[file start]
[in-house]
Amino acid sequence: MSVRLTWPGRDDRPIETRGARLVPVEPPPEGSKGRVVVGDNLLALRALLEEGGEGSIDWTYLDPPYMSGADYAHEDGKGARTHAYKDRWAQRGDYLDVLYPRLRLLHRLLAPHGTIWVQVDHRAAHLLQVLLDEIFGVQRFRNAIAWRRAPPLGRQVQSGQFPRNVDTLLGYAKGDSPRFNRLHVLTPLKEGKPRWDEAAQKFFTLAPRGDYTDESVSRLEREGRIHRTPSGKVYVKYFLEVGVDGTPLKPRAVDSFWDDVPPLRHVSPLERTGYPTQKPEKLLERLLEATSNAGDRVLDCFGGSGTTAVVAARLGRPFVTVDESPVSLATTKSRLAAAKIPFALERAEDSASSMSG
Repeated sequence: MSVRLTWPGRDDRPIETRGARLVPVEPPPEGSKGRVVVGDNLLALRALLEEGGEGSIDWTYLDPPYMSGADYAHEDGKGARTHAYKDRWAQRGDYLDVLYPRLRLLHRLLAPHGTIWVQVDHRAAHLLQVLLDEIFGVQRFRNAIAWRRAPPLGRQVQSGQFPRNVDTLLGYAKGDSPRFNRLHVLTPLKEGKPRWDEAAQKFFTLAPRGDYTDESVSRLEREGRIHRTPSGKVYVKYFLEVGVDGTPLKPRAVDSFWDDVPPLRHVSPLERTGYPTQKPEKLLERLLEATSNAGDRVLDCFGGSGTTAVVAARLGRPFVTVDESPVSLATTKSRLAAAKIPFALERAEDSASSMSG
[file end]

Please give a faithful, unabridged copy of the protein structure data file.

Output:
[in-house]
Amino acid sequence: MSVRLTWPGRDDRPIETRGARLVPVEPPPEGSKGRVVVGDNLLALRALLEEGGEGSIDWTYLDPPYMSGADYAHEDGKGARTHAYKDRWAQRGDYLDVLYPRLRLLHRLLAPHGTIWVQVDHRAAHLLQVLLDEIFGVQRFRNAIAWRRAPPLGRQVQSGQFPRNVDTLLGYAKGDSPRFNRLHVLTPLKEGKPRWDEAAQKFFTLAPRGDYTDESVSRLEREGRIHRTPSGKVYVKYFLEVGVDGTPLKPRAVDSFWDDVPPLRHVSPLERTGYPTQKPEKLLERLLEATSNAGDRVLDCFGGSGTTAVVAARLGRPFVTVDESPVSLATTKSRLAAAKIPFALERAEDSASSMSG
Repeated sequence: MSVRLTWPGRDDRPIETRGARLVPVEPPPEGSKGRVVVGDNLLALRALLEEGGEGSIDWTYLDPPYMSGADYAHEDGKGARTHAYKDRWAQRGDYLDVLYPRLRLLHRLLAPHGTIWVQVDHRAAHLLQVLLDEIFGVQRFRNAIAWRRAPPLGRQVQSGQFPRNVDTLLGYAKGDSPRFNRLHVLTPLKEGKPRWDEAAQKFFTLAPRGDYTDESVSRLEREGRIHRTPSGKVYVKYFLEVGVDGTPLKPRAVDSFWDDVPPLRHVSPLERTGYPTQKPEKLLERLLEATSNAGDRVLDCFGGSGTTAVVAARLGRPFVTVDESPVSLATTKSRLAAAKIPFALERAEDSASSMSG